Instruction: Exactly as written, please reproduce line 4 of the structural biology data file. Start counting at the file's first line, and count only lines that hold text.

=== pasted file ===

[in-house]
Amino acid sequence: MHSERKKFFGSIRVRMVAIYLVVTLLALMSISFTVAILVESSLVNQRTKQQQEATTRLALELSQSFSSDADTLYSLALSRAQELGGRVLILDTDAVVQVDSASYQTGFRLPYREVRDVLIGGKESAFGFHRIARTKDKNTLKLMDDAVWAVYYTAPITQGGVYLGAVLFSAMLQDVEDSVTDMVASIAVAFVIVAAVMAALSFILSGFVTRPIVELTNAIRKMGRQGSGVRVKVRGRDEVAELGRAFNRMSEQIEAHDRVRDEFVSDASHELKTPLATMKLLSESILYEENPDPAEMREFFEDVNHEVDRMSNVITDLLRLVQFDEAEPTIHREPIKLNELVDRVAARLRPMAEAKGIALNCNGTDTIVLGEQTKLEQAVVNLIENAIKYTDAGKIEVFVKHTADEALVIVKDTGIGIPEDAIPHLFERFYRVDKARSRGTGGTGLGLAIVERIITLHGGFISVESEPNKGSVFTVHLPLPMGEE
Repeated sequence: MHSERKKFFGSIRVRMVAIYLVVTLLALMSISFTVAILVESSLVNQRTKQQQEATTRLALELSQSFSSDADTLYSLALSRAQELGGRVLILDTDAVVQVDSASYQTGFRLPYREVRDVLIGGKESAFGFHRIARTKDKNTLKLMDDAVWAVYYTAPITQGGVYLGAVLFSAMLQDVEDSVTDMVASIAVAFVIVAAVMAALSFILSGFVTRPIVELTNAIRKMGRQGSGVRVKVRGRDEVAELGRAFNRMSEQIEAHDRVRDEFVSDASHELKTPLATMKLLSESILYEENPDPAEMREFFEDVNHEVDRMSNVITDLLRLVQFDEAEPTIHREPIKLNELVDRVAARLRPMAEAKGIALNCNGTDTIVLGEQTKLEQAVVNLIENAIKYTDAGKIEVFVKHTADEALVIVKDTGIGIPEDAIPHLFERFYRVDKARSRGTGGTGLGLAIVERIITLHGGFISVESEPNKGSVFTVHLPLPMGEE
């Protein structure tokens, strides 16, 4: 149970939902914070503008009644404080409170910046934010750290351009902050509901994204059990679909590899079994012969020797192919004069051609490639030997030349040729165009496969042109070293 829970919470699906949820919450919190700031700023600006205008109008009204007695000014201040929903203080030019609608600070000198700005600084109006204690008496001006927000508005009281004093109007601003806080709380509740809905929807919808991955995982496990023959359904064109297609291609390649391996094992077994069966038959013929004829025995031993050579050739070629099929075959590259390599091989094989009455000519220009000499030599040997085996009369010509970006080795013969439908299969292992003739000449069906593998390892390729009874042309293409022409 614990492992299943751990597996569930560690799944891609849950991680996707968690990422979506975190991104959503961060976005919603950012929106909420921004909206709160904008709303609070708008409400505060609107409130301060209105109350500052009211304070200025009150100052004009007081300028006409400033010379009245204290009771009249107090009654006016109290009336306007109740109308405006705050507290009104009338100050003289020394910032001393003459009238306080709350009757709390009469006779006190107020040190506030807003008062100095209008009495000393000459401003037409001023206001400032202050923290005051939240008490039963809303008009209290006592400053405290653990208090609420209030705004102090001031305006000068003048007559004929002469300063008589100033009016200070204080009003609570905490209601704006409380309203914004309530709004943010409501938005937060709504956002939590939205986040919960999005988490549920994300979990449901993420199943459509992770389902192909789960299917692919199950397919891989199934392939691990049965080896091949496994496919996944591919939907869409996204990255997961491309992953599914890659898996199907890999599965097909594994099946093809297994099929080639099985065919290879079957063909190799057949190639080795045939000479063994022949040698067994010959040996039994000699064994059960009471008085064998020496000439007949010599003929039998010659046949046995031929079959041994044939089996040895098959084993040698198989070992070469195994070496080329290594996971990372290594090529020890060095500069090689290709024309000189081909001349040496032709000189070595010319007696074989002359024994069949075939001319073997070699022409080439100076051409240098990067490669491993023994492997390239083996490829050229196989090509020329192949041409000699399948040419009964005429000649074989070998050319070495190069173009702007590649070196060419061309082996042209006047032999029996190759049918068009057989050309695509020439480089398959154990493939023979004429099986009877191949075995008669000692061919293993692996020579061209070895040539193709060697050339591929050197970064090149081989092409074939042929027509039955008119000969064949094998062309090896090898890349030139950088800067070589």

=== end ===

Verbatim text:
């Protein structure tokens, strides 16, 4: 149970939902914070503008009644404080409170910046934010750290351009902050509901994204059990679909590899079994012969020797192919004069051609490639030997030349040729165009496969042109070293 829970919470699906949820919450919190700031700023600006205008109008009204007695000014201040929903203080030019609608600070000198700005600084109006204690008496001006927000508005009281004093109007601003806080709380509740809905929807919808991955995982496990023959359904064109297609291609390649391996094992077994069966038959013929004829025995031993050579050739070629099929075959590259390599091989094989009455000519220009000499030599040997085996009369010509970006080795013969439908299969292992003739000449069906593998390892390729009874042309293409022409 614990492992299943751990597996569930560690799944891609849950991680996707968690990422979506975190991104959503961060976005919603950012929106909420921004909206709160904008709303609070708008409400505060609107409130301060209105109350500052009211304070200025009150100052004009007081300028006409400033010379009245204290009771009249107090009654006016109290009336306007109740109308405006705050507290009104009338100050003289020394910032001393003459009238306080709350009757709390009469006779006190107020040190506030807003008062100095209008009495000393000459401003037409001023206001400032202050923290005051939240008490039963809303008009209290006592400053405290653990208090609420209030705004102090001031305006000068003048007559004929002469300063008589100033009016200070204080009003609570905490209601704006409380309203914004309530709004943010409501938005937060709504956002939590939205986040919960999005988490549920994300979990449901993420199943459509992770389902192909789960299917692919199950397919891989199934392939691990049965080896091949496994496919996944591919939907869409996204990255997961491309992953599914890659898996199907890999599965097909594994099946093809297994099929080639099985065919290879079957063909190799057949190639080795045939000479063994022949040698067994010959040996039994000699064994059960009471008085064998020496000439007949010599003929039998010659046949046995031929079959041994044939089996040895098959084993040698198989070992070469195994070496080329290594996971990372290594090529020890060095500069090689290709024309000189081909001349040496032709000189070595010319007696074989002359024994069949075939001319073997070699022409080439100076051409240098990067490669491993023994492997390239083996490829050229196989090509020329192949041409000699399948040419009964005429000649074989070998050319070495190069173009702007590649070196060419061309082996042209006047032999029996190759049918068009057989050309695509020439480089398959154990493939023979004429099986009877191949075995008669000692061919293993692996020579061209070895040539193709060697050339591929050197970064090149081989092409074939042929027509039955008119000969064949094998062309090896090898890349030139950088800067070589």